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Engineering the esterase/acyltransferase from Mycobacterium smegmatis: extended substrate scope for amide synthesis in water
KTH, School of Biotechnology (BIO), Industrial Biotechnology.ORCID iD: 0000-0001-9001-9271
KTH, School of Biotechnology (BIO), Industrial Biotechnology.ORCID iD: 0000-0003-2644-0752
KTH, School of Biotechnology (BIO), Industrial Biotechnology.ORCID iD: 0000-0002-2993-9375
(English)Manuscript (preprint) (Other academic)
Abstract [en]

Some esterases/lipases display high acyl transfer activity, favoring alcoholysis over hydrolysis, which make them valuable catalysts for synthesis reactions in aqueous media. An esterase from Mycobacterium smegmatis, MsAcT, has been characterized as an efficient catalyst for ester synthesis in water. The acyl donor specificity for MsAcT was however found to be very narrow and the enzyme displayed no activity towards esters with larger acyl group than butyrate. With rational engineering, the narrow acyl donor specificity of wild type MsAcT enzyme was altered and variants displaying extended substrate scope were generated. A double mutant, T93A/F154A, could accommodate methyl nonanoate as substrate, i.e. five carbons longer acyl group as compared to wild type, without compromising the acyl transfer capabilities. With similar selectivity towards a broad range of acyl donors (propionate to nonanoate) this is a more applicable catalyst than the wild type. Furthermore, the T93A/F154A variant was an efficient catalyst for synthesis of N-benzylhexanamide in water using methyl hexanoate as acyl donor, which is not a substrate for the wild type enzyme. The conversion reached 81% and the enzyme variant could potentially be used to produce amides in water with a wide variety of acyl donors.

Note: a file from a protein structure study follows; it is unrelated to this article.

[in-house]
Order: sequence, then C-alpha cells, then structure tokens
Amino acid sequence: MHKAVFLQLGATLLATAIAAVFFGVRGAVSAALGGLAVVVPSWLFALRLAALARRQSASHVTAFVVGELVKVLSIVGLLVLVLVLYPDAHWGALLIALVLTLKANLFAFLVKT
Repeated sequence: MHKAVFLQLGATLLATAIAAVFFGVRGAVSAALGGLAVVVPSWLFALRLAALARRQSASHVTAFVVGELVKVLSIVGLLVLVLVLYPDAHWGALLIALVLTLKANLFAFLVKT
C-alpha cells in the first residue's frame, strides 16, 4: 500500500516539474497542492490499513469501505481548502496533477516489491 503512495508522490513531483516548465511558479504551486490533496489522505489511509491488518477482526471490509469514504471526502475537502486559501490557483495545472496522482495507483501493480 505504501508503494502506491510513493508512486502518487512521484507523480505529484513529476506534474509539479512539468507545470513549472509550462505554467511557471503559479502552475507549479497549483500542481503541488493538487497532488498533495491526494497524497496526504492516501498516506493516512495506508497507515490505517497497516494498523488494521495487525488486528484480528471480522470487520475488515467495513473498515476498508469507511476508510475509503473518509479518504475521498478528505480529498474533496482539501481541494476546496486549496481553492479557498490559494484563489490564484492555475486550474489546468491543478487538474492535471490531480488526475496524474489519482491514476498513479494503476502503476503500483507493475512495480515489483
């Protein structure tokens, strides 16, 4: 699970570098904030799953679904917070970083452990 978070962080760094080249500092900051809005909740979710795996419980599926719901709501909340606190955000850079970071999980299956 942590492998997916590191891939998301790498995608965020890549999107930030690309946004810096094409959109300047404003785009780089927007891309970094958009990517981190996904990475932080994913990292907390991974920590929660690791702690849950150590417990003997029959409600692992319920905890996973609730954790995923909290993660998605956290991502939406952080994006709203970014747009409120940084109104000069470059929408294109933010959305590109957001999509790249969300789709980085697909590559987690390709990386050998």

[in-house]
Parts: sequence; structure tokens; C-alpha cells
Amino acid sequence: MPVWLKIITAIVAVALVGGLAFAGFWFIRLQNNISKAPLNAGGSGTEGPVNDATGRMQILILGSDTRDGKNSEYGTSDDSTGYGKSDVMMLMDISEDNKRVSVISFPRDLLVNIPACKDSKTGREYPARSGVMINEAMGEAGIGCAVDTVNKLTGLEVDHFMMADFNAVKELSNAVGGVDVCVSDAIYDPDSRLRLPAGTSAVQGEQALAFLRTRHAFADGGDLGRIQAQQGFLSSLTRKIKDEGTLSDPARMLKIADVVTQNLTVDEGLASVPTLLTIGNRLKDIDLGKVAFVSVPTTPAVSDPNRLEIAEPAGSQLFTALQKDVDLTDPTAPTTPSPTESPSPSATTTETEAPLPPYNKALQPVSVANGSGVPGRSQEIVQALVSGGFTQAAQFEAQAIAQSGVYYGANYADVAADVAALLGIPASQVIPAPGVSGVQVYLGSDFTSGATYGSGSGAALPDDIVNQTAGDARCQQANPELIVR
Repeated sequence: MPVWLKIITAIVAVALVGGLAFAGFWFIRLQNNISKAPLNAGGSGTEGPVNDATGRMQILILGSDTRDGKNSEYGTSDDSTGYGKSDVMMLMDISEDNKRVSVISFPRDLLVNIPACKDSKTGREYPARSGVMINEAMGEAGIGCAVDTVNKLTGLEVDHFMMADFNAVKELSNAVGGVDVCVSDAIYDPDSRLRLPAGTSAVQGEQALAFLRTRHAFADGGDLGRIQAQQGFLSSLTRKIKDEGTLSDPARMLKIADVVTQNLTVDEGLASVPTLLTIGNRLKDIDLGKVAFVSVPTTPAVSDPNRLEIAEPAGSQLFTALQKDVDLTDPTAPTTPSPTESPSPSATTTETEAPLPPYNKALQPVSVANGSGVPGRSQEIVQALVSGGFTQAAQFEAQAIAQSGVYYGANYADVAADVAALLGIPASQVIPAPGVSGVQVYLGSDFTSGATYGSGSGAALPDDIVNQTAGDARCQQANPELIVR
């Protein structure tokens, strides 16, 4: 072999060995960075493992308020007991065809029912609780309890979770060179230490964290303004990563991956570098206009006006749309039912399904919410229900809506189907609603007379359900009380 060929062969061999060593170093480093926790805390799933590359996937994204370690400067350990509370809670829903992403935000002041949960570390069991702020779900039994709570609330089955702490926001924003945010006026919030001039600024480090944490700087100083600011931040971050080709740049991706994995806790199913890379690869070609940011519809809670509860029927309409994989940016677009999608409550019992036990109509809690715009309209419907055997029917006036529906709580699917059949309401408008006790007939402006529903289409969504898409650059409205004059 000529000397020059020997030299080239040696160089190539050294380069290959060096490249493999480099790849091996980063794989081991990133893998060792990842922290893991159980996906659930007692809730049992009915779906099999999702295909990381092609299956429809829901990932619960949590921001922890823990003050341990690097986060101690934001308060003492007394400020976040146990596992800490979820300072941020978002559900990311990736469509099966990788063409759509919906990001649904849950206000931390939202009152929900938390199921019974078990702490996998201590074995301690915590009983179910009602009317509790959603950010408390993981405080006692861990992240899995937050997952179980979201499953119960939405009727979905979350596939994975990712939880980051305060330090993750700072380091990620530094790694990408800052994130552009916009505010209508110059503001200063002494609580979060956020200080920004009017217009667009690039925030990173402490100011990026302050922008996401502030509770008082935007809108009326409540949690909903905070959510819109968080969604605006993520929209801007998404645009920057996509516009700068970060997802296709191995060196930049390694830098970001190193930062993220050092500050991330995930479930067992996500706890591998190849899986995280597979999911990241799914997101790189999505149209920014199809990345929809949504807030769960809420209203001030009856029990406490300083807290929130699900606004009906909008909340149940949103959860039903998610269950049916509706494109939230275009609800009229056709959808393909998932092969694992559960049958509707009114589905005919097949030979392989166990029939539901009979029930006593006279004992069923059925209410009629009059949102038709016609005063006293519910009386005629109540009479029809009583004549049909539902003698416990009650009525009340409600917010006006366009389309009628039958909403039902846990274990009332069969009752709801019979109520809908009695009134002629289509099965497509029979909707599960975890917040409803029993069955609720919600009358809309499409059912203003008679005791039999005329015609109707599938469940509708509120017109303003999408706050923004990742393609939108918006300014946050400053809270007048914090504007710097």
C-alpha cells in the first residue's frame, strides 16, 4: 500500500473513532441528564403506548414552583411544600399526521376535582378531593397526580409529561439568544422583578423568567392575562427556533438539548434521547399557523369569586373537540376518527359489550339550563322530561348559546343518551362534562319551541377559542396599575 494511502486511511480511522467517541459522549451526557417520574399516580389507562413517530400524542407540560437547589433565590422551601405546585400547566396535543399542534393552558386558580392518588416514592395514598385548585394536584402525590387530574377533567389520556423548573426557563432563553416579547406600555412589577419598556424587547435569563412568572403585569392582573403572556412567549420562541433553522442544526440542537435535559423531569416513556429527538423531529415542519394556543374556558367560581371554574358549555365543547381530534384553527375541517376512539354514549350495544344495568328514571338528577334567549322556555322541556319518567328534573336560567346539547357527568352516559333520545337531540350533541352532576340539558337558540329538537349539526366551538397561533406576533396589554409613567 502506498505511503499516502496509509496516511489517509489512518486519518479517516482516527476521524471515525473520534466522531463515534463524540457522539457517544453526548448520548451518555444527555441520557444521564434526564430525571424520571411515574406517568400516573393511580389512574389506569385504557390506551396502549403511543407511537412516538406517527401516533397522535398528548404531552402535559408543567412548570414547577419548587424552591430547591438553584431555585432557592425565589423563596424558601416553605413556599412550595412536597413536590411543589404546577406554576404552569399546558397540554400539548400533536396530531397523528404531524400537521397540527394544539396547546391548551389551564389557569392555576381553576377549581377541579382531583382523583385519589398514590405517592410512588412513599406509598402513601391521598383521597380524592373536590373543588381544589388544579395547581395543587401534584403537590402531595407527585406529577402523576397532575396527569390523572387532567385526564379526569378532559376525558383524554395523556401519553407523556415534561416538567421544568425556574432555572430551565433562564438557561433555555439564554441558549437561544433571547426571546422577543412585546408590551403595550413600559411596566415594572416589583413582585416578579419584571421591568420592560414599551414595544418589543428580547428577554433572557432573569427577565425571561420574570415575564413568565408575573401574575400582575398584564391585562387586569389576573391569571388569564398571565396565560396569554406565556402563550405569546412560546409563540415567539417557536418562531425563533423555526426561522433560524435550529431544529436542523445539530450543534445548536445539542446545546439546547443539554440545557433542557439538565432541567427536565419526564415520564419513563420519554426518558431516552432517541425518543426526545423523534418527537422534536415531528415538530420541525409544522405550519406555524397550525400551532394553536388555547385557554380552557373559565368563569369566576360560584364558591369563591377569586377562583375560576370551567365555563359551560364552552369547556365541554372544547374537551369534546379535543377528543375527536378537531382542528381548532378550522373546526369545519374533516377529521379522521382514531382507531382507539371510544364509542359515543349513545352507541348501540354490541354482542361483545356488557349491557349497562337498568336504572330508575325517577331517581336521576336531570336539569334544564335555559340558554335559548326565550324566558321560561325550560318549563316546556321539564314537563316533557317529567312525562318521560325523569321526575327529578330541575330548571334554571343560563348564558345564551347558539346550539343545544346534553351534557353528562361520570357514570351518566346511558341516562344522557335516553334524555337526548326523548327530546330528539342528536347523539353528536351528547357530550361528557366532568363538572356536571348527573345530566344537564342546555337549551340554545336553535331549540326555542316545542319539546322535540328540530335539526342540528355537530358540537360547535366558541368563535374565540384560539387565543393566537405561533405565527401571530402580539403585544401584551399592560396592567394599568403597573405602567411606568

National Category
Biocatalysis and Enzyme Technology
Research subject
Biotechnology
Identifiers
URN: urn:nbn:se:kth:diva-196890OAI: oai:DiVA.org:kth-196890DiVA, id: diva2:1049536
Note

QC 20161129

Available from: 2016-11-24 Created: 2016-11-24 Last updated: 2017-08-23Bibliographically approved
In thesis
1. Rational engineering of esterases for improved amidase specificity in amide synthesis and hydrolysis
Open this publication in new window or tab >>Rational engineering of esterases for improved amidase specificity in amide synthesis and hydrolysis
2016 (English)Doctoral thesis, comprehensive summary (Other academic)
Abstract [en]

Biocatalysis is an ever evolving field that uses enzymes or microorganisms for chemical synthesis. By utilizing enzymes that generally have evolved for specific reactions under mild conditions and temperatures, biocatalysis can be a more environmentally friendly option compared to traditional chemistry.

Amide-type chemistries are important and bond formation avoiding poor atom economy is of high priority in organic chemistry. Biocatalysis could potentially be a solution but restricted substrate scope is a limitation. Esterases/lipases usually display broad substrate scope and catalytic promiscuity but are poor at hydrolyzing amides compared to amidases/proteases. The difference between the two enzyme classes is hypothesized to reside in one key hydrogen bond present in amidases, which facilitates the transition state for nitrogen inversion during catalysis.

In this thesis the work has been focused on introducing a stabilizing hydrogen bond acceptor in esterases, mimicking that found in amidases, to develop better enzymatic catalysts for amide-based chemistries.

By two strategies, side-chain or water interaction, variants were created in three esterases that displayed up to 210-times increased relative amidase specificity compared to the wild type. The best variant displayed reduced activation enthalpy corresponding to a weak hydrogen bond. The results show an estimated lower limit on how much the hydrogen bond can be worth to catalysis.